The national tricolore flag Italiano represents:

1. Dishonesty and a disregard for rules and justice.
2. Loud mouthed, uncivil and insulting behaviour.
3.Cowardice fermented with arrogance and ignorance.

Posted by: Robert Morrison. | October 30, 2009 05:46 PM


The national tricolore flag Italiano represents:

1. Dishonesty and a disregard for rules and justice.
2. Loud mouthed, uncivil and insulting behaviour.
3.Cowardice fermented with arrogance and ignorance.

Posted by: Robert Morrison. | October 30, 2009 05:46 PM


Words cannot convey what I feel. I live in Italy and Italians make me want to vomit. I haven't met one who isn't a liar, a cheat, dishonest or who tries to undermine rules or regulations, The paradox is that Italians living outside of Italy (Australia, U.S. Canada etc) are exemplary citizens and contribute to those countries economy and social life in a positive manner.

Posted by: Robert Morrison | October 30, 2009 05:32 PM


It couldn't have been otherwise. In Italy, nothing happens without Berlusconi -that's what happens when there is conflict of interest. Now, it's the Marrazzo mess. The Prime Minister got involved in this mess after his daughter, head of Mondadori Publishing House referred to her dad, owner of the said publishing house, of having received a compromising video involving the Governor of Lazio. At this point, the owner and Prime Minister of Italy, was into something reeking from his office to high heaven, something he shouldn't have touched with a ten-foot pole.
His daughter should have been sophisticated enough not to call her father. She should have known that, at times, ignorance is bliss and knowledge dangerous. A Prime Minister in a conflict of interest should have been kept in the dark about this video for his own good. The Prime Minister shouldn't have been placed in the position of deciding what to do with a wondering bomb. In any event, he became involved and had to figure out what to do. By what transpired seems Berlusconi had only two options: suppress it and risk being accused of having known about the video which would have left him vulnerable to accusations of a cover-up. Or, call Marrazzo and warn him of what was about to explode in his face. Berlusconi opted for the latter. Why? The Prime Minister says because it was the gentlemanly thing to do. Maybe so. But telling Marrazzo to buy back the video from a photo agency (that had peddled it all over Italy) for all intents and purposes would make him feel at everybody's mercy, Berlusconi included. So, what should the Prime Minister have done? He should have called Marrazzo, as he did, and he should have told him thus, " Listen Piero, there is a video about you and a trans. Looks really bad. There is only one thing to do. You either go to the police, or you leave me no choice and force me to go." It didn't happen. Italy's Prime Minister chose to tell the Governor to buy back the video. Why?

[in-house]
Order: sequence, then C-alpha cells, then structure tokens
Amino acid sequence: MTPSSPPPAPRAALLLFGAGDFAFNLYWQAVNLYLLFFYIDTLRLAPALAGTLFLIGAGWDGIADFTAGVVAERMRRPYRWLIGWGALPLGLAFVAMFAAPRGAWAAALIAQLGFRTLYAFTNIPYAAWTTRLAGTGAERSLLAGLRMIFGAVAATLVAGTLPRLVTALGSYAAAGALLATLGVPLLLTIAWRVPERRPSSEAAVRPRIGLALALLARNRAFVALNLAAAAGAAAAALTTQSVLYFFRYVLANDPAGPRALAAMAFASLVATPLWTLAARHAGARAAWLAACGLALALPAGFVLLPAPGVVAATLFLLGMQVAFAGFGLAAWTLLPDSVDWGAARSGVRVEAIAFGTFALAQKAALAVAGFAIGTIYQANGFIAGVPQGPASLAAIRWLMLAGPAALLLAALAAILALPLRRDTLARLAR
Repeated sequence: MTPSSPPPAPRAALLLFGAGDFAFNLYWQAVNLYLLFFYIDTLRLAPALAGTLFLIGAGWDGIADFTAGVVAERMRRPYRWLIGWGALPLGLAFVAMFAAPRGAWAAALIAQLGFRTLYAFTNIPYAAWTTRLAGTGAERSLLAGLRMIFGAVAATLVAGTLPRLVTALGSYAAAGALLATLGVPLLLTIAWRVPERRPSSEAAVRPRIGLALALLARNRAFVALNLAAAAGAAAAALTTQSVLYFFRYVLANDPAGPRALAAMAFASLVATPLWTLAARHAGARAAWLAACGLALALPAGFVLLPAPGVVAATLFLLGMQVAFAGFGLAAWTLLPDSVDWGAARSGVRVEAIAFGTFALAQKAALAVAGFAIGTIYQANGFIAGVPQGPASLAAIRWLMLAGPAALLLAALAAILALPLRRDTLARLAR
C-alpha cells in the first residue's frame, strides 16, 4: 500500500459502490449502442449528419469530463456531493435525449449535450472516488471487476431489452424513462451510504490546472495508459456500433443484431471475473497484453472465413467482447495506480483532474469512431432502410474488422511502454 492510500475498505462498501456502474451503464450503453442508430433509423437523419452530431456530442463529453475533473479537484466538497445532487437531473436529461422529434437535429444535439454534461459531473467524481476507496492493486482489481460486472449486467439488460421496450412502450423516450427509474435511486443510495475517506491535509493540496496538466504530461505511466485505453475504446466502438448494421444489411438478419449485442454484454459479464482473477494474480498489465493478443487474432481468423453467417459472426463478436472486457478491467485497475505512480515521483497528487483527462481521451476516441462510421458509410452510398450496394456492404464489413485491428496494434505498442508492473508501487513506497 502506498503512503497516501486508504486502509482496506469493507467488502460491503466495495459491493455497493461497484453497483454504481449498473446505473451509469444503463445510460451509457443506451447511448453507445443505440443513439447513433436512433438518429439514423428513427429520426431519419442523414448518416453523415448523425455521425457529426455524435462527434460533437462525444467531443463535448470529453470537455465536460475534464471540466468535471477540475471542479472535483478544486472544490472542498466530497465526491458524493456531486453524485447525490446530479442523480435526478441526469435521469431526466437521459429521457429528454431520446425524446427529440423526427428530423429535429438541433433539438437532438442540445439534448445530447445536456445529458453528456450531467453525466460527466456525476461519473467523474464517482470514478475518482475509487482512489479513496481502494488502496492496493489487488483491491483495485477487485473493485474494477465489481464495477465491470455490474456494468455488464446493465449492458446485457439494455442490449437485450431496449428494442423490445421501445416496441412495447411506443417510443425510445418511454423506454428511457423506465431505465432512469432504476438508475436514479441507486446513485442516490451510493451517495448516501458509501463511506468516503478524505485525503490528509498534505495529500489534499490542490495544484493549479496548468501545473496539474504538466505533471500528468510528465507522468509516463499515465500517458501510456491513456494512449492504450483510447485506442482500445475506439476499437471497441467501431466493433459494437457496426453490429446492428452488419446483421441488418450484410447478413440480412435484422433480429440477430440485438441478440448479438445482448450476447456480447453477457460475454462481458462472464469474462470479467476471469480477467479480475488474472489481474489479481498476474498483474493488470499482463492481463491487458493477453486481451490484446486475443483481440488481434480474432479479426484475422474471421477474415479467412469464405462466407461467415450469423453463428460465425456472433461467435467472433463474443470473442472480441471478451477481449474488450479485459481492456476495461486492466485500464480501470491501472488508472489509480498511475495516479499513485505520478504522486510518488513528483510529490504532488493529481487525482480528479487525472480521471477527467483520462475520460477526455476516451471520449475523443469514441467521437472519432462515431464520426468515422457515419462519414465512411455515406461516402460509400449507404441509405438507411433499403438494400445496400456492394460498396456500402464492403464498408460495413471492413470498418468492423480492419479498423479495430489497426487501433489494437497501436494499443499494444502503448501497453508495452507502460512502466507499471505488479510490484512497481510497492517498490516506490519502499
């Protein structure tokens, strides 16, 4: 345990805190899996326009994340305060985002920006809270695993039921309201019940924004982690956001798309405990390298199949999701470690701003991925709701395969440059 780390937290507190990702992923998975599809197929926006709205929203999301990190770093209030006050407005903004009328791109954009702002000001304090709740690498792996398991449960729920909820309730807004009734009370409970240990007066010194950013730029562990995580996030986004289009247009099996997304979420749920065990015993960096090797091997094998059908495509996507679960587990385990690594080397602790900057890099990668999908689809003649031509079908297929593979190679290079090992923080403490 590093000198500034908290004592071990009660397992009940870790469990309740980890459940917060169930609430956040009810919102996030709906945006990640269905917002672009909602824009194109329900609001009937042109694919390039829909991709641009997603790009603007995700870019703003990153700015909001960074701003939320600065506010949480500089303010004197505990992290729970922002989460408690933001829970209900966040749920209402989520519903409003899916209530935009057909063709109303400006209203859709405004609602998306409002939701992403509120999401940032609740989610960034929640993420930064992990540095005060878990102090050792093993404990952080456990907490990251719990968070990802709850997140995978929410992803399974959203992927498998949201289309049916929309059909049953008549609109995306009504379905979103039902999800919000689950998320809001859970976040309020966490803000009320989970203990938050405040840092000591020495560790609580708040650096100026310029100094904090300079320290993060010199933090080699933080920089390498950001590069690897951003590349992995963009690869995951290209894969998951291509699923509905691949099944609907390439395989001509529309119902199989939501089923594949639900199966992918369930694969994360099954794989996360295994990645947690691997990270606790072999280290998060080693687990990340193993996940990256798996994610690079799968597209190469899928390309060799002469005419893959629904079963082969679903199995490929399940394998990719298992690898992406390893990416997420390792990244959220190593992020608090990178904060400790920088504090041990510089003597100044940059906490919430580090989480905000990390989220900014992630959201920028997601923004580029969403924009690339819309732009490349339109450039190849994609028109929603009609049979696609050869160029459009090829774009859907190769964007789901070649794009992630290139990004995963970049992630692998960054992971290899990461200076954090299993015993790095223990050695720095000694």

Posted by: louis pacella | October 30, 2009 04:20 PM


Com e possibile che accadano cose del genere in Italia nel 2009??? E poi ci permettiamo di spedire soldati in Afganistan per ristabilire i diritti umani o civili???

Posted by: maena cimolino | October 30, 2009 10:31 AM


Com e possibile che accadano cose del genere in Italia nel 2009??? E poi ci permettiamo di spedire soldati in Afganistan per ristabilire i diritti umani o civili???

Posted by: maena cimolino | October 30, 2009 10:30 AM